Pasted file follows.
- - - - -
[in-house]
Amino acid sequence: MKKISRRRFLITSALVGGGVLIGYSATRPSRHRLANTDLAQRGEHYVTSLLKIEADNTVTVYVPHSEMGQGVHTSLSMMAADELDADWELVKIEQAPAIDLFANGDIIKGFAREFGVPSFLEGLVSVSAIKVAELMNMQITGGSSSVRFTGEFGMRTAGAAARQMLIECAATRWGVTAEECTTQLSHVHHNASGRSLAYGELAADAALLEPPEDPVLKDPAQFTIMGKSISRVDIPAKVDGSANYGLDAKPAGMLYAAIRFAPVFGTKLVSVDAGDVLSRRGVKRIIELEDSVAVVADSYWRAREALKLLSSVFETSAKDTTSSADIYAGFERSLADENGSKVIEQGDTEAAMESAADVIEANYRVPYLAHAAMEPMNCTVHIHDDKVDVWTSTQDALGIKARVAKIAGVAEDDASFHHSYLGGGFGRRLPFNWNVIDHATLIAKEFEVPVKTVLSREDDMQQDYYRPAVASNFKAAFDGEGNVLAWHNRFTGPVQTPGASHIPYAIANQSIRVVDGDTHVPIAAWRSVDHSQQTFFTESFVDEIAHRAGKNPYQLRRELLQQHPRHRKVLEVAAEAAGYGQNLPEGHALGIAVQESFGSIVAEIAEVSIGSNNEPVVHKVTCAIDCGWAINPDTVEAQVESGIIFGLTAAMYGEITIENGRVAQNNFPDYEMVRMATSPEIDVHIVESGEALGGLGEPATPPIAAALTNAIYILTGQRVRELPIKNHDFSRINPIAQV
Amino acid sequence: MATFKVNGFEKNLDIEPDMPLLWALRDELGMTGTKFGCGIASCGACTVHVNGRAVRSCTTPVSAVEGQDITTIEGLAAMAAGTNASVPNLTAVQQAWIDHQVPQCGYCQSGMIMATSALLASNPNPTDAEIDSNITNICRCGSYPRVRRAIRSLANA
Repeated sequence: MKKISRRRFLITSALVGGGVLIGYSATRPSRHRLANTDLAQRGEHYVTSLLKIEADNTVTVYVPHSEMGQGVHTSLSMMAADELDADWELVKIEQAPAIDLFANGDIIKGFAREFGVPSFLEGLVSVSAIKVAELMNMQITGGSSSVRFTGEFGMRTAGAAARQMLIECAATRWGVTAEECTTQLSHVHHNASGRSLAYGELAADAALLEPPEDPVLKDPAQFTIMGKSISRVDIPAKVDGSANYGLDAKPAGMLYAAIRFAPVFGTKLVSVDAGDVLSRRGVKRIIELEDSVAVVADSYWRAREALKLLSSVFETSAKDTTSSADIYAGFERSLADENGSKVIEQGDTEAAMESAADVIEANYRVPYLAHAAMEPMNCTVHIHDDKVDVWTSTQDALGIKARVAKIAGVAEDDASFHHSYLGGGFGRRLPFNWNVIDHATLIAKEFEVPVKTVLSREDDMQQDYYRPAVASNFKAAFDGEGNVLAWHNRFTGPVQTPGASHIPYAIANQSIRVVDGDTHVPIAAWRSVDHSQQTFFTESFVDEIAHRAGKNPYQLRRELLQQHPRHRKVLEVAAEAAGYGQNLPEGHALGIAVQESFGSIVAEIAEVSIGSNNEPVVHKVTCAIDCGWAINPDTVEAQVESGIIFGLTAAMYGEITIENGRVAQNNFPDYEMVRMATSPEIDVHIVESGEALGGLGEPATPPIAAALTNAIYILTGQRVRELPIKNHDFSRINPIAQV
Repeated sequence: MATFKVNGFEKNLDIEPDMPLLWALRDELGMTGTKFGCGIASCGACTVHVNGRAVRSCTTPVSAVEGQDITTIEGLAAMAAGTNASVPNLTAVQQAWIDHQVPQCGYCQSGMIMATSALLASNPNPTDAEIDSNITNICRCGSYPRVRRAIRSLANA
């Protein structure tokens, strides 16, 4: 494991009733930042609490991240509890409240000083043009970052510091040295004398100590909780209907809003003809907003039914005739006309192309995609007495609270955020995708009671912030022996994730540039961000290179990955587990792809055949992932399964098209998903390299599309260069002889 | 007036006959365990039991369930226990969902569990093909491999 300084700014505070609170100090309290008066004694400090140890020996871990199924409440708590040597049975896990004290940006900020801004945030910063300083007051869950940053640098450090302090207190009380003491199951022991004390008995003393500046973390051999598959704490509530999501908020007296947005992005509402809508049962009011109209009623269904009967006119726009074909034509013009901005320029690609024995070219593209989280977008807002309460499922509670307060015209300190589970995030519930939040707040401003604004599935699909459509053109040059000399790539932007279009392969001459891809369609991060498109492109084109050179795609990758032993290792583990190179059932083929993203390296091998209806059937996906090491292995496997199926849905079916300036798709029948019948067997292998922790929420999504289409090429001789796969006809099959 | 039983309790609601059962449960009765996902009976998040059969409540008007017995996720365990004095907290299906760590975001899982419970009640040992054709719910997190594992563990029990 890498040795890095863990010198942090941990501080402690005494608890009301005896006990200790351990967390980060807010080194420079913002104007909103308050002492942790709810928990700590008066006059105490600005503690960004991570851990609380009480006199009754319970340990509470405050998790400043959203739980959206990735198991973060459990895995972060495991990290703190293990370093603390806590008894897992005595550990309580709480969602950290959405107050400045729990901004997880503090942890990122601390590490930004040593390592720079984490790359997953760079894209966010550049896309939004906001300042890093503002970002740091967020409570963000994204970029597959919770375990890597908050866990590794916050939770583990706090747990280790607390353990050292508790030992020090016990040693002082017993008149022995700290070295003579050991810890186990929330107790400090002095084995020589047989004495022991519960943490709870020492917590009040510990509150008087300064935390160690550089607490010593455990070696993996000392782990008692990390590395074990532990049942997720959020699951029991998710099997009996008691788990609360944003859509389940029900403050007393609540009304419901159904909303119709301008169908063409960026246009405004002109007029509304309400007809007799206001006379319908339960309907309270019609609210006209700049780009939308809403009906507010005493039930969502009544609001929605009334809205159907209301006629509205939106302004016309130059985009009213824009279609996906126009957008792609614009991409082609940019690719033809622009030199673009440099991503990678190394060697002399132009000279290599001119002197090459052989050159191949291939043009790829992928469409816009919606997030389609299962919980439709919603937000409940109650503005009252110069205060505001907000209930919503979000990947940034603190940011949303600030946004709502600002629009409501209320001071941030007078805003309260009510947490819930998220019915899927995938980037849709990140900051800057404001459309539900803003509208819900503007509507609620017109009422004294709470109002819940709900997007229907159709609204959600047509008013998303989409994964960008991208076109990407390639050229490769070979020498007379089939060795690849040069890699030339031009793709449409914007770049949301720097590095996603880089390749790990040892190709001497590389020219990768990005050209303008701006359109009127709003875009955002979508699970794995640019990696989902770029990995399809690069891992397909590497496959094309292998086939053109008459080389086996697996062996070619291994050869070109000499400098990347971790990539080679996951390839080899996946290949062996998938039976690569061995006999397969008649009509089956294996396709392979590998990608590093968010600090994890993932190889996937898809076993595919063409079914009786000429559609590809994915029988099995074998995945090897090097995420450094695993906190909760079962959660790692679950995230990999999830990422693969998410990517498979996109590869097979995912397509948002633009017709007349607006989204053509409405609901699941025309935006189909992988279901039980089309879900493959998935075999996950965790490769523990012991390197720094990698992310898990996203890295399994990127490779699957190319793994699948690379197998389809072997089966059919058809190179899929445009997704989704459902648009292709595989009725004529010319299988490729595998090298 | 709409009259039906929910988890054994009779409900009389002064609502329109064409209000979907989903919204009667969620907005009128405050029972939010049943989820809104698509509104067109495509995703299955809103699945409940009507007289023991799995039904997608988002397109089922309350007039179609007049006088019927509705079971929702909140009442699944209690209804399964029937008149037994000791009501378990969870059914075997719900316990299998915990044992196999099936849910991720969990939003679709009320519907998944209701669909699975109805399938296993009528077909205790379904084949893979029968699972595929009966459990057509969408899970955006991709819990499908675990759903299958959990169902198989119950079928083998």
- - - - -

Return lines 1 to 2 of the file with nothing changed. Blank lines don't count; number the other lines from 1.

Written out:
[in-house]
Amino acid sequence: MKKISRRRFLITSALVGGGVLIGYSATRPSRHRLANTDLAQRGEHYVTSLLKIEADNTVTVYVPHSEMGQGVHTSLSMMAADELDADWELVKIEQAPAIDLFANGDIIKGFAREFGVPSFLEGLVSVSAIKVAELMNMQITGGSSSVRFTGEFGMRTAGAAARQMLIECAATRWGVTAEECTTQLSHVHHNASGRSLAYGELAADAALLEPPEDPVLKDPAQFTIMGKSISRVDIPAKVDGSANYGLDAKPAGMLYAAIRFAPVFGTKLVSVDAGDVLSRRGVKRIIELEDSVAVVADSYWRAREALKLLSSVFETSAKDTTSSADIYAGFERSLADENGSKVIEQGDTEAAMESAADVIEANYRVPYLAHAAMEPMNCTVHIHDDKVDVWTSTQDALGIKARVAKIAGVAEDDASFHHSYLGGGFGRRLPFNWNVIDHATLIAKEFEVPVKTVLSREDDMQQDYYRPAVASNFKAAFDGEGNVLAWHNRFTGPVQTPGASHIPYAIANQSIRVVDGDTHVPIAAWRSVDHSQQTFFTESFVDEIAHRAGKNPYQLRRELLQQHPRHRKVLEVAAEAAGYGQNLPEGHALGIAVQESFGSIVAEIAEVSIGSNNEPVVHKVTCAIDCGWAINPDTVEAQVESGIIFGLTAAMYGEITIENGRVAQNNFPDYEMVRMATSPEIDVHIVESGEALGGLGEPATPPIAAALTNAIYILTGQRVRELPIKNHDFSRINPIAQV